Still other objects will become apparent from the disclosure and claims herein.
FIG. 1 is a cross section view of the preferred constrained wave pump.
FIG. 2 is a partial cross section and elevation view of the elastic member and constraining surface prior to wave propagation.
FIG. 3 shows the pump of FIG. 2 but with the beginning of longitudinal oscillation of and wave propagation along the elastic member.
FIG. 4 shows the pump slightly later when the wave propagation is producing further fluid influx.
FIG. 5 shows the pump after longitudinal motion of the elastic member has reversed and begun a fluid pumping action.
FIG. 6 shows the end of a longitudinal stroke or oscillation where fluid pumping action is continuing.
For the purposes of promoting an understanding of the principles of the invention, reference will now be made to the embodiment illustrated in the drawings and specific language will be used to describe the same. It will nevertheless be understood that no limitation of the scope of the invention is thereby intended, such alterations and further modifications in the illustrated device, and such further applications of the principles of the invention as illustrated therein being contemplated as would normally occur to one skilled in the art to which the invention relates.
Referring now to FIG. 1, the preferred constrained wave pump 10 may be described beginning with a cylindrical constraining surface 11 having external threads at one end. A cylindrical elastic member 12 is arranged coaxially with constraining surface 11; while internally threaded annular member 13 and annular plug 14 loosely secure the ends of elastic member 12 to the outer surfaces thereof. Oscillating shaft 15 has externally threaded ends threadably engaged with member 13 and plug 14, extends through member 13 and plug 14, and is coaxially arranged with elastic member 12.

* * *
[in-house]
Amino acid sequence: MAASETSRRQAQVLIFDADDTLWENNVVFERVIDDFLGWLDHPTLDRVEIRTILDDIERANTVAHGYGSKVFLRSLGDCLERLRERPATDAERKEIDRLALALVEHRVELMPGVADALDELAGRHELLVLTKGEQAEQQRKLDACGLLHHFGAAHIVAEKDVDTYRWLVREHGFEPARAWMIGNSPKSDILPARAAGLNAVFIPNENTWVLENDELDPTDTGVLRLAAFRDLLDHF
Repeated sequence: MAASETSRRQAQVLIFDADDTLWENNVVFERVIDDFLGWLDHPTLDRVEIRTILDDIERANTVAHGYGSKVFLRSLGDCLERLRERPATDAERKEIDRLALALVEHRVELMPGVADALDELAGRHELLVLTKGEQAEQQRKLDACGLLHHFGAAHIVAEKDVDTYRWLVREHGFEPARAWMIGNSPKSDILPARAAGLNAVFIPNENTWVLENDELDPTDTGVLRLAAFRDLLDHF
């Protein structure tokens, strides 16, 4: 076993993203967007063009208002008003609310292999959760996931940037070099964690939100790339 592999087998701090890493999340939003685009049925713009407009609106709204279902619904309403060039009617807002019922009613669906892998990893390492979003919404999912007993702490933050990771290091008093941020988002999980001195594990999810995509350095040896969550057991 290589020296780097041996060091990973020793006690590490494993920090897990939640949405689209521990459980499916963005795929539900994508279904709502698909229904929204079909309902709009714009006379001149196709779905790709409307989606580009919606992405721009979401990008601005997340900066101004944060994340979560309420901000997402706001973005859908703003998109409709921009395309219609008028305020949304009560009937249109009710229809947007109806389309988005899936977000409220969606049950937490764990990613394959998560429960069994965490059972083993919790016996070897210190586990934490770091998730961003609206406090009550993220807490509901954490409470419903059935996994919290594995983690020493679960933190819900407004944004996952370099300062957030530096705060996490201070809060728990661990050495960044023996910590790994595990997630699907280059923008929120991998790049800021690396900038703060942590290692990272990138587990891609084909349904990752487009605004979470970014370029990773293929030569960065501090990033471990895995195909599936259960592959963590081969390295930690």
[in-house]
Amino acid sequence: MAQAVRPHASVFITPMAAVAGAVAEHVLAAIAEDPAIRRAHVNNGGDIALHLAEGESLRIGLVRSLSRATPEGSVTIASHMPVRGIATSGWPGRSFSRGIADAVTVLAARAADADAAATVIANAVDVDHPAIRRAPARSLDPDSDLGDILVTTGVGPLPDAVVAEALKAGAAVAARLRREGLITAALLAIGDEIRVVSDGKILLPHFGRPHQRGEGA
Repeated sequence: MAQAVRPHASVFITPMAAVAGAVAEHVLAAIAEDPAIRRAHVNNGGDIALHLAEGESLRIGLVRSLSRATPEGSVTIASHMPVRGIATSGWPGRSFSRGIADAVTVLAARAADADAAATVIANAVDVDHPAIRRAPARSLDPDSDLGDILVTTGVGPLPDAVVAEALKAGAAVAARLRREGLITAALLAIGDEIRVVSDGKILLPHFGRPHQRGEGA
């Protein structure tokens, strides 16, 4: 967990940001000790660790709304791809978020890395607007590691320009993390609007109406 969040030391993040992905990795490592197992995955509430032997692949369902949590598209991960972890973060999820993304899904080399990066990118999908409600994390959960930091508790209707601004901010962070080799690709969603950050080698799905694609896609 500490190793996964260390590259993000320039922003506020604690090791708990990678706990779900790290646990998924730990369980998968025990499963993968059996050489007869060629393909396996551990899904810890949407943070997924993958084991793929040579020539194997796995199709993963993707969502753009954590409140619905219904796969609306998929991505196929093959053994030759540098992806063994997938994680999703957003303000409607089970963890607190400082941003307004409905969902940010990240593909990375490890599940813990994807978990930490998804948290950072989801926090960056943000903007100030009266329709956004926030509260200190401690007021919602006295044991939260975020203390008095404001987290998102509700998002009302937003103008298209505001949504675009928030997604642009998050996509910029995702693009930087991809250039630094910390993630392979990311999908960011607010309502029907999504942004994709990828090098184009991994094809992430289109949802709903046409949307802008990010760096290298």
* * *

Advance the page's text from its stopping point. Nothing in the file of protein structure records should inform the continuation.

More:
Cylindrical joint 16 contains an internally threaded cylindrical aperture at either end; one aperture of which is threadably engaged with that end of shaft 15 extending beyond annular member 13. Internally threaded lock nut 18 locks shaft 15 to joint 16 by threadably engaging shaft 15 immediately adjacent to joint 16. An externally threaded oscillating drive member 17 is threadably engaged with the other aperture of joint 16, and is driven in a longitudinal oscillatory motion by an external drive means (generally shown in FIG. 1 as Variable Frequency Linear Oscillating Drive 99). Thus, it is apparent that longitudinal oscillation of drive member 17 results in the same oscillation of joint 16, lock nut 18, shaft 15, annular member 13, plug 14, and finally elastic member 12.
Annular bushing 19 is fitted adjacent with and coaxially about joint 16 and has a low coefficient of friction to allow relative motion therebetween. Generally, cylindrical pump housing 20 is in turn fitted adjacent with and about bushing 19, and has internal threads at one end threadably engaged with cylindrical constraining surface 11, maintaining surface 11 in the coaxial arrangement with elastic member 12. Radial entrance ports 21 in housing 20 and exit port 22 provide access of a fluid to channel 23 between elastic member 12 and constraining surface 11.